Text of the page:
The importance of messing it up

Success is not a great teacher. Oh, it’s very pleasing when everything goes smoothly and well. It can be a great sop to self esteem. The ritual that runs perfectly. The project that finishes without hiccup or error. That kind of success can encourage us to feel perhaps more competent and knowledgeable than we really are. Mostly that’s not a problem, although it can mean when we get into trouble, we’re even less prepared for it. It’s not always obvious with success as to why, exactly, it went right. Often, we take success at face value, not analysing why we got it. Failures tend to make us think more. It’s important to consider both.

Mistakes invite consideration. We tend to want to know where it went wrong or why it fell over, and from this, we learn. We also learn about what matters to us. It’s very hard to do anything if you aren’t prepared to risk error. If you don’t have the space to mess up now and then, how can you move out of you comfort zone? If you aren’t allowed, by yourself or others, to be wrong once in a while, or to make mistakes, then where is the scope for growth? I think culturally we push too hard, we don’t give people enough learning spaces, we don’t accept fallibility enough. It’s not just human to make mistakes, it is necessary.

I gather from what psychology I’ve studied that we have a locus of responsibility that we attribute things to in any given situation. Some people view themselves as all powerful, some as entirely powerless. An event happens, and we see the win as entirely of our making, or as pure luck. We get knocked down by life, and we see it as our fault, or as inexplicable misfortune. Of course you can pick and mix. The person able to see every success as proof of their own skill, genius and entitlement, and every setback as pure fluke, will be very happy in themselves, although not well connected to the rest of reality. The person who sees every success as just luck and every failure as deserved will spend their days miserable, and also will be out of touch with reality. In practice all that comes to us, for good and ill, will be a mix of things of our making, and not of our making. Anyone who wants a meaningful relationship with reality needs a nuanced approach to this, not an assumption.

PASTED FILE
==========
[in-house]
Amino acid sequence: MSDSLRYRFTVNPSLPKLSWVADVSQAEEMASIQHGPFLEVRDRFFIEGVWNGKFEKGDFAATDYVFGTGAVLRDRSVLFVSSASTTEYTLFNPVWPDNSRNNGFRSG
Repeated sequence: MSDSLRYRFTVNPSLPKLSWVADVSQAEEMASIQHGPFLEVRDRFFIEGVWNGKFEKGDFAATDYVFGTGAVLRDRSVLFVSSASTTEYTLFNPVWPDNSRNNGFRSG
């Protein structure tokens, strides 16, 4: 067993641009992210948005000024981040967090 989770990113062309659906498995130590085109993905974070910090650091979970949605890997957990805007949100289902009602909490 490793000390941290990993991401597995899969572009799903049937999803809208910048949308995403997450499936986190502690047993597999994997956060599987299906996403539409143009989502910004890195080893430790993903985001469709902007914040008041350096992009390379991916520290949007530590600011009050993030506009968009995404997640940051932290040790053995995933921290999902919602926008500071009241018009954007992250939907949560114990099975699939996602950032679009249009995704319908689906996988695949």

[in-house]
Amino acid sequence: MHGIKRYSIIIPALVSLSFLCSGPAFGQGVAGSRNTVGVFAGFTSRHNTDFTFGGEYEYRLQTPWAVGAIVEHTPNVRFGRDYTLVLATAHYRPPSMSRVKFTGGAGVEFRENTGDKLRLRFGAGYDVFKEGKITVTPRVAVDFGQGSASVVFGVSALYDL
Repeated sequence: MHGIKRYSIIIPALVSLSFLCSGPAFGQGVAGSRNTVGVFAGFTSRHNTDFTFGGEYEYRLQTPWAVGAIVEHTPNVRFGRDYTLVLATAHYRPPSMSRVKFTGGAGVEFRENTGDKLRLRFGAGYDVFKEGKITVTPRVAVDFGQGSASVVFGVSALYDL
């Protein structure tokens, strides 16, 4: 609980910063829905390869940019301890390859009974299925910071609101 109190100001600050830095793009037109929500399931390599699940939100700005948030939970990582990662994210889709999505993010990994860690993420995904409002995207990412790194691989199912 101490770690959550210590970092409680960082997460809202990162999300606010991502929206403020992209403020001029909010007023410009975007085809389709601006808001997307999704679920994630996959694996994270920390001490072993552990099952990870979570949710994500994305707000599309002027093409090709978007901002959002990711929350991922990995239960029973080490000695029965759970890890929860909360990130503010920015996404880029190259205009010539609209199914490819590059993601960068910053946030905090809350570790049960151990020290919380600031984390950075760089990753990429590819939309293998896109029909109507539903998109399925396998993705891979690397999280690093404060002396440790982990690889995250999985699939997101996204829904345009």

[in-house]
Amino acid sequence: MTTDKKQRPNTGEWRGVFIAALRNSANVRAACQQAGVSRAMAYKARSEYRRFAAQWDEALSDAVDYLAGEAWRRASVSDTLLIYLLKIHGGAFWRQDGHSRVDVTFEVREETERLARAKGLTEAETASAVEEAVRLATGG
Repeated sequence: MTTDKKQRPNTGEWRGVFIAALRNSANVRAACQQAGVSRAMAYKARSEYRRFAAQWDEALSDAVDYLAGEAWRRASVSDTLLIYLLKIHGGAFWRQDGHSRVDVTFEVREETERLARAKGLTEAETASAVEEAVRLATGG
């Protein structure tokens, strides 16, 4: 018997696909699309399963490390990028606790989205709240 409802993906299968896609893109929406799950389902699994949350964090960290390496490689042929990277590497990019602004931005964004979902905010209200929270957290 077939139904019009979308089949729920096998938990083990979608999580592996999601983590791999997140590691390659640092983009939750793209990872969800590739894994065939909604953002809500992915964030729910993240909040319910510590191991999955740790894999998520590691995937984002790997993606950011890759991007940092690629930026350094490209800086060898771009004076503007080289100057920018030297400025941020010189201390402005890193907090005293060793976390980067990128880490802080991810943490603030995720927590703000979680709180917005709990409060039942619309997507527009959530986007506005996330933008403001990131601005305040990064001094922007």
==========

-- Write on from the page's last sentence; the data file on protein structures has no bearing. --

How we understand our mistakes is just as important as what we do with them. If it’s never your fault, then you will never bother to learn or try to change. If you are unassailably perfect, then you have to look for reasons outside, the external locus of responsibility an essential to maintaining your illusions. And equally, if you don’t think you are capable of being better, or getting it right, or you believe the gods are going to punish you no matter what you do then there’s still no reason to bother. Failure does not have to be viewed as punishment or divine judgement. It doesn’t have to be viewed as a one shot deal, either. Most mistakes can be done over. So long as nobody died, it’s usually not insurmountable. Messing up once does not mean it’s pointless to try again. It takes courage to try again, to risk further humiliations, further hard lessons about the limits of our understanding and ability. The person who doesn’t risk those blows will never be more than they currently are. They won’t let themselves.

In Druidry this matters a great deal. Those new to ritual need the opportunity to make mistakes, to fluff lines, forget running orders and make all the errors of learners. If there’s no humiliation, no punishment, just encouragement, then there is room to grow. And for anyone leading, there needs to be a sense that perfection is not called for. Perfection in ritual is not possible, the person who has to guard against mistakes will never be as open to the awen, or the flow of the ritual. Fear of failure cuts you off from so many things. In the Bard path, room to mess up is vital. That first, nervous public performance will not be as good as you wanted it to be. They never are. Voices wobble, sweating fingers slide on strings, chords are stumbled over, words forgotten. The two seconds of pause between verses will be an eternity of hell your audience probably doesn’t even notice. But if at this point you say ‘I am a failure’ you’ll not do it again. All the great bards who share their skills at rituals started out the same way, and all of them, at some point, will have messed up in public. It is an unavoidable, and necessary part of the path.

Messing up keeps us human. It keeps us realistic about our less than godlike natures. The fear of messing up keeps us working, practicing, striving. The willingness to mess up keeps us experimenting, creating, and testing the boundaries.

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About Nimue Brown

Druid, author, dreamer, folk enthusiast, parent, wife to the most amazing artist -Tom Brown. Drinker of coffee, maker of puddings. Exploring life as a Pagan, seeking good and meaningful ways to be, struggling with mental health issues and worried about many things. View all posts by Nimue Brown

2 responses to “The importance of messing it up

  • gfenton

    I remember a sketch with Peter Cook & Dudley Moore, where at the end, Peter Cook (as Sir Arthur Strebe -Greebling) says, “Yes, I have learned from my mistakes. And I’m confident that, given my time over again, I could repeat them exactly!”

  • Alex Jones

    I find that people learn more from their mistakes than if they get it right first time.

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